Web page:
Wednesday, November 15, 2017


34400370 Ramses the Great, former pharaoh of Egypt, is reawakened by the elixir of life in Edwardian England. Now immortal with his bride-to-be, he is swept up in a fierce and deadly battle of wills and psyches against the once-great Queen Cleopatra. Ramses has reawakened Cleopatra with the same perilous elixir whose unworldly force brings the dead back to life. But as these ancient rulers defy one another in their quest to understand the powers of the strange elixir, they are haunted by a mysterious presence even older and more powerful than they, a figure drawn forth from the mists of history who possesses spectacular magical potions and tonics eight millennia old. This is a figure who ruled over an ancient kingdom stretching from the once-fertile earth of the Sahara to the far corners of the world, a queen with a supreme knowledge of the deepest origins of the elixir of life. She may be the only one who can make known to Ramses and Cleopatra the key to their immortality—and the secrets of the miraculous, unknowable, endless expanse of the universe. (Synopsis from Amazon)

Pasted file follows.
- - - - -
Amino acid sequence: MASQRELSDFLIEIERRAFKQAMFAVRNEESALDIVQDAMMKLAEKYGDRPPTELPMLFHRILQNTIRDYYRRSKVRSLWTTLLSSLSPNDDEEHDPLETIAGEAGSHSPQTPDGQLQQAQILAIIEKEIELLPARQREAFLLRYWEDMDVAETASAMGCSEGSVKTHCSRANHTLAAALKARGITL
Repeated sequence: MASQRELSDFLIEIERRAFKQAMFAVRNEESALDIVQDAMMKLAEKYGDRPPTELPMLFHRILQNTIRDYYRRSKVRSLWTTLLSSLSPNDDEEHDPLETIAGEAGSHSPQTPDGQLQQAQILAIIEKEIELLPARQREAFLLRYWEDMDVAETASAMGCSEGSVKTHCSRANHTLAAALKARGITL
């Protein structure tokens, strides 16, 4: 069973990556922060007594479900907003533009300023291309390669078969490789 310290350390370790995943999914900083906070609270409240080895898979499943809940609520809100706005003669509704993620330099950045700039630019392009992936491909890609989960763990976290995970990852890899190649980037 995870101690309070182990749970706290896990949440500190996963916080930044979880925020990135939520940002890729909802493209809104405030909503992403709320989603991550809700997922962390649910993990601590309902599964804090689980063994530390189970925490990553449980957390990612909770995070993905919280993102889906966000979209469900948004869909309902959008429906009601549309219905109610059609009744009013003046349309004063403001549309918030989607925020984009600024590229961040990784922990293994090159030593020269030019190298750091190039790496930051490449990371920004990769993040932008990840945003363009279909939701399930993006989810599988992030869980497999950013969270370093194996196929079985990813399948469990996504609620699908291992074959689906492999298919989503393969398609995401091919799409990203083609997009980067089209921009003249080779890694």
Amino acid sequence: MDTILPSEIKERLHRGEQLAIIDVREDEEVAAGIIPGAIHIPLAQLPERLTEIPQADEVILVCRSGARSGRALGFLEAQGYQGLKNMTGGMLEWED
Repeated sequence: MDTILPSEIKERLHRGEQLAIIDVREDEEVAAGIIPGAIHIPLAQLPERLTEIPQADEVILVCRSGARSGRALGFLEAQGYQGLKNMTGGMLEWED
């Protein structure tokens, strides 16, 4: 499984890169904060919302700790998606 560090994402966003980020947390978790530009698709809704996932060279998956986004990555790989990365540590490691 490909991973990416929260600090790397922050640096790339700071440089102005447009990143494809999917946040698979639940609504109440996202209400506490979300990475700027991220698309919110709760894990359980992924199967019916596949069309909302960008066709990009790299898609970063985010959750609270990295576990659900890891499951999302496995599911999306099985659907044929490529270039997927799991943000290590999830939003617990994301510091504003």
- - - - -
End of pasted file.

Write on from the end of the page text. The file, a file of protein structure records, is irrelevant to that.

3 stars

I was so excited to see that RAMSES THE DAMNED: THE PASSION OF CLEOPATRA was coming out.

I read The Mummy/Ramses the Damned when it first came out.  It entranced me, carrying me away to distant times and exotic, oft dreamed of places. It’s taken over 25 years for the story of Ramses, Julie, and Cleopatra to continue.

The gang is all here with the addition of some new and interesting characters.  Thought provoking ideas, as well as moral and spiritual questions are introduced. There’s plenty of suspense and excitement; loose ends are tied up, to an extent. There always seems to be something left hanging at the end of an Anne Rice book. 

That being said, two important elements were missing for me. RAMSES THE DAMNED: THE PASSION OFCLEOPATRA lacked the lush/sensuous quality, and I don’t mean this in the sexual sense here, that so many of Ms. Rice’s earlier books possessed.  The questions raised by the ties between Sibyl Parker and Cleopatra were skimmed. The depth of one of the most intriguing relationships in the book, at least to me, was missing. It’s possible it will be explored later. I would’ve preferred here and now.  So, while I enjoyed the read, and was glad to put some questions to rest, it didn’t transport me. 

RAMSES THE DEAD: THE PASSION OF CLEOPATRA is worth the read, if for nothing but to tie up threads left hanging in The Mummy/Ramses the Damned all those years ago. However, I wouldn’t recommend reading them back to back if you got lost in The Mummy.  You'll likely be a tad disappointed if you do.

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